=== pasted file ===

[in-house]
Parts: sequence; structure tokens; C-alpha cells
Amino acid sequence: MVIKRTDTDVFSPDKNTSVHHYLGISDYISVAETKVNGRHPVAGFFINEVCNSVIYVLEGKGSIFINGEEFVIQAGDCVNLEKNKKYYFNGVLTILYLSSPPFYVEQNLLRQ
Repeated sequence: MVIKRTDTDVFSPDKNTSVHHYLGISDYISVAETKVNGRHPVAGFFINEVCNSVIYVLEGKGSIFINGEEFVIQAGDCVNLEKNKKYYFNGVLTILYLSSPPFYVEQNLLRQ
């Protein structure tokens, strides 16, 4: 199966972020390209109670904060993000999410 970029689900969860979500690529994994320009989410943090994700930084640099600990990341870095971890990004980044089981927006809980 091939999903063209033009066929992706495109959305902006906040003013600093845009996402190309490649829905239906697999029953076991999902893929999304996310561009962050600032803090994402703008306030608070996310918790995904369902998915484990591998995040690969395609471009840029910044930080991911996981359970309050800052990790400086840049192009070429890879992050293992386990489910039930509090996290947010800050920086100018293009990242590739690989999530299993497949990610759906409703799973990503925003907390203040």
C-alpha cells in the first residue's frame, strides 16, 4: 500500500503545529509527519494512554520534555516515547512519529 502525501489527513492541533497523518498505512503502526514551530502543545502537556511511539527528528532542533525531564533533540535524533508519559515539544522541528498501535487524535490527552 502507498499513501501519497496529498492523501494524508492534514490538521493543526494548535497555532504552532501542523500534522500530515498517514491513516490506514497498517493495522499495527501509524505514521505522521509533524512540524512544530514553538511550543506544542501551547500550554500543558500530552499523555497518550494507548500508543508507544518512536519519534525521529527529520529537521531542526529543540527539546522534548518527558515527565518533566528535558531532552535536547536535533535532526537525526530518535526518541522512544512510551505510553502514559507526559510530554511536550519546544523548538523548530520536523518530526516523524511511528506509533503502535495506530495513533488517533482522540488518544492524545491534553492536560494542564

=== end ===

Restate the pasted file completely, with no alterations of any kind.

[in-house]
Parts: sequence; structure tokens; C-alpha cells
Amino acid sequence: MVIKRTDTDVFSPDKNTSVHHYLGISDYISVAETKVNGRHPVAGFFINEVCNSVIYVLEGKGSIFINGEEFVIQAGDCVNLEKNKKYYFNGVLTILYLSSPPFYVEQNLLRQ
Repeated sequence: MVIKRTDTDVFSPDKNTSVHHYLGISDYISVAETKVNGRHPVAGFFINEVCNSVIYVLEGKGSIFINGEEFVIQAGDCVNLEKNKKYYFNGVLTILYLSSPPFYVEQNLLRQ
């Protein structure tokens, strides 16, 4: 199966972020390209109670904060993000999410 970029689900969860979500690529994994320009989410943090994700930084640099600990990341870095971890990004980044089981927006809980 091939999903063209033009066929992706495109959305902006906040003013600093845009996402190309490649829905239906697999029953076991999902893929999304996310561009962050600032803090994402703008306030608070996310918790995904369902998915484990591998995040690969395609471009840029910044930080991911996981359970309050800052990790400086840049192009070429890879992050293992386990489910039930509090996290947010800050920086100018293009990242590739690989999530299993497949990610759906409703799973990503925003907390203040």
C-alpha cells in the first residue's frame, strides 16, 4: 500500500503545529509527519494512554520534555516515547512519529 502525501489527513492541533497523518498505512503502526514551530502543545502537556511511539527528528532542533525531564533533540535524533508519559515539544522541528498501535487524535490527552 502507498499513501501519497496529498492523501494524508492534514490538521493543526494548535497555532504552532501542523500534522500530515498517514491513516490506514497498517493495522499495527501509524505514521505522521509533524512540524512544530514553538511550543506544542501551547500550554500543558500530552499523555497518550494507548500508543508507544518512536519519534525521529527529520529537521531542526529543540527539546522534548518527558515527565518533566528535558531532552535536547536535533535532526537525526530518535526518541522512544512510551505510553502514559507526559510530554511536550519546544523548538523548530520536523518530526516523524511511528506509533503502535495506530495513533488517533482522540488518544492524545491534553492536560494542564